Mar 16, 2014
Hey guys, Sean Bodley here with my new column aimed at giving you some advice, helping you to explore your playing, but most of all to have fun! Lets begin this month with some fundamentals – basic, but extremely important. A little note before we begin though – my guitars are tuned to Eb, if you want to play along \m/
We all learn them, we all play them but what are they? Well ﬁrst lets start off by saying that we will relate everything in this article to the C Major scale… no sharps, no ﬂats so its a little less confusing.
C Major is a scale consisting of the following notes:
C D E F G A B C
Now if we take the 1st, 3rd and 5th notes in order we create the chord we all know as C Major. Easy – just C E G. Try it out, play a C Major chord and check all the strings you are playing, each note will either be a C, E or a G. Now, if we ﬂatten the 3rd note from E to Eb, we change the chord to C minor. So that one little change has a drastic impact on the sound of the chord, and now we know the formula for making any Major and Minor chord based on its most basic components. 1 3 5 for Major and 1 b3 5 for Minor.
Lets apply this to a new scale, say A Major. The notes are:
A B C# D E F# G# A
Using the formula above, we can now make A Major and A minor, which would be A C# E and A C E respectively. Check it with the A Major and A Minor chords you know.
Ok, lets get back to the C scale. We can make chords based off every degree in the scale so that we can write a song ‘in the key of C Major’ – don’t worry, that’s not as daunting as it sounds!
All we have to do is apply the following pattern:
Major – Minor – Minor – Major – Major – Minor – Diminished – Major
If we do this, we end up with the following chords:
C Major – D minor – E minor – F Major – G Major – A minor – B Diminished – C Major
Now we’re getting somewhere! Ever heard musicians use the phrase a ‘I – IV – V’ progression? Well it means taking the 1st, 4th and 5th chords above and making a chord progression from it. Let’s give that a crack. Refer to the list up above, pluck out the 1st, 4th and 5th chords and you get:
C Major – F Major – G Major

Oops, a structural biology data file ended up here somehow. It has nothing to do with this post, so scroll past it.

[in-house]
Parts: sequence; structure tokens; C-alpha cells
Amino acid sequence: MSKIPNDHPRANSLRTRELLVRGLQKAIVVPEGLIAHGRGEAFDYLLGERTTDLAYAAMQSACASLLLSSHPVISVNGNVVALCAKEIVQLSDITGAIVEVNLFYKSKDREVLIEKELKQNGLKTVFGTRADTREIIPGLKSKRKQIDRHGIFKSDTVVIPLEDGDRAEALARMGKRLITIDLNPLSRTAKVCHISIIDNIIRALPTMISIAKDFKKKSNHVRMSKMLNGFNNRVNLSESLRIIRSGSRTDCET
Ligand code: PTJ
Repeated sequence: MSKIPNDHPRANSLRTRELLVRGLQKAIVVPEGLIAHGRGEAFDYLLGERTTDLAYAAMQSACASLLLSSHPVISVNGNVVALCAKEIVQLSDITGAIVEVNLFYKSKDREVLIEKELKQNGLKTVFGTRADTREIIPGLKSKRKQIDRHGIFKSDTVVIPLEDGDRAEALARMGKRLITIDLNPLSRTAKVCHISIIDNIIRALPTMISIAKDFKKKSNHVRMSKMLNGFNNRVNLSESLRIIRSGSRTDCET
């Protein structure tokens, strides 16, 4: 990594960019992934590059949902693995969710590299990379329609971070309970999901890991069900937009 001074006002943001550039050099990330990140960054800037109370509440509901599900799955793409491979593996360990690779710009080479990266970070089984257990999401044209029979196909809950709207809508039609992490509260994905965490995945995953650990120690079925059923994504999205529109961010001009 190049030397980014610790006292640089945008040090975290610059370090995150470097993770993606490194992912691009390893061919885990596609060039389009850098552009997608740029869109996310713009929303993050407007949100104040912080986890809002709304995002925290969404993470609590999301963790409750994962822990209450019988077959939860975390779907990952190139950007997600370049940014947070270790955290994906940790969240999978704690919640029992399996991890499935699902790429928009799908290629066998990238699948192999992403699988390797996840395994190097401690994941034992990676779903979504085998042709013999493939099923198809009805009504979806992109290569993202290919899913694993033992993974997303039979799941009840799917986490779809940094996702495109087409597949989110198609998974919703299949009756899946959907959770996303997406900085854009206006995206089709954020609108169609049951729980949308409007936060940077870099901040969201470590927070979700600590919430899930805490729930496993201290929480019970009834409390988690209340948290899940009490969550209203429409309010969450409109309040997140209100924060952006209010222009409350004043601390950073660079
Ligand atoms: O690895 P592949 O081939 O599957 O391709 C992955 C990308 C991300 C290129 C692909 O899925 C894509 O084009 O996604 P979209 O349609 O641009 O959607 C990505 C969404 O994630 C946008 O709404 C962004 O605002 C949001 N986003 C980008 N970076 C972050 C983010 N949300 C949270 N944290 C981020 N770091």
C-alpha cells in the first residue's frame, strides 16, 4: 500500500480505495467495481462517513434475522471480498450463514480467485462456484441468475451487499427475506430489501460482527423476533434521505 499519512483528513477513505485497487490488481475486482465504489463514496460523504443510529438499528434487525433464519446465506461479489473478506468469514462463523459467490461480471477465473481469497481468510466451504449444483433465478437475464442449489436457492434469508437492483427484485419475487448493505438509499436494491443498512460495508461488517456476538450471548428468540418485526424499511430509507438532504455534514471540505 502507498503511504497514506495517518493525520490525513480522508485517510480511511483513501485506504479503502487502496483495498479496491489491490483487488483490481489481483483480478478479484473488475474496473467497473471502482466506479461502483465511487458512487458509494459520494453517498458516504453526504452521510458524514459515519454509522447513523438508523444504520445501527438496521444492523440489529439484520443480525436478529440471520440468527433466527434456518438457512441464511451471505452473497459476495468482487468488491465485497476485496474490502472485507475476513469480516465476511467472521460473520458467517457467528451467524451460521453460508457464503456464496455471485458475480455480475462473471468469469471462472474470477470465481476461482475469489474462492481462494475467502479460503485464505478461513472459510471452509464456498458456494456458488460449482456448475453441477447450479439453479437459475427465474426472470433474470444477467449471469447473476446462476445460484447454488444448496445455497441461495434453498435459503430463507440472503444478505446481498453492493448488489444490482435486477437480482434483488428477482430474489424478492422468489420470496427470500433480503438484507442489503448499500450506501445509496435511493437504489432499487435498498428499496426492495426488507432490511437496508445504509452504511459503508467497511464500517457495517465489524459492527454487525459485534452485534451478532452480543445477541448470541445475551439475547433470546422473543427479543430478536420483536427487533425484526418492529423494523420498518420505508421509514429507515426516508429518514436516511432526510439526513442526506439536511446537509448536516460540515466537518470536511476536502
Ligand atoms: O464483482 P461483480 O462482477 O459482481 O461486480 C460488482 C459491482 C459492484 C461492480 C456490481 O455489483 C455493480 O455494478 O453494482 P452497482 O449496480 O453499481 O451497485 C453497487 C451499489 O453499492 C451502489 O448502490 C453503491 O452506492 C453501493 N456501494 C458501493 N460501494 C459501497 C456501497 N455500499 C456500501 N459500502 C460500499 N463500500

Here’s the ﬁrst audio example of these chords being used:
Ok, so we have a chord progression. Now the REAL fun begins – those three chords have probably been used a million times over, so how can we spice up these chords a little?
Remember our formula for the chords above? Let’s put it to good use.
First, we’ll add a bass guitar to the song.
Let’s have the bass play the root note, while the guitar plays the 3rd and 5th (so, for a C Major, the bass plays the C while the guitar plays E and G, and so on for each chord in the progression). Check it out, this time with some overdrive on the guitars.
So immediately, we have created a new layering of the notes which give the chord progression more depth.
Now with modern technology, its easy to add software instruments to your recordings to give them even more depth and texture – so let’s see how it works out! I’m going to add a cello, viola and violin each playing one of the notes of the chords each. Check it out:
All of a sudden, it’s no longer merely a simple chord progression – it’s MUSIC!
Take away these ideas and apply them to your compositions, or if you happen to play in a band with a bass player, keyboardist or 2nd guitarist, try splitting the chords up the way we did here, and sharing them round the other players. It could add some interesting layers to your songs, help to ‘thicken’ up your sound and create new sonic textures!!
Texture + Melody
So before, it was feeling much more like a piece of music and less like a simple 3 chord progression. What’s the last thing we need? A melody line! Here’s the whole thing with a little lead thrown in….
Hope you liked my approach to constructing chord progressions and developing textures and layers in your compositions! Catch you all next time!
Ed – thanks heaps Sean! Everyone else, don’t forget to check out Sean’s music page, and here’s a cool teaser from his new release: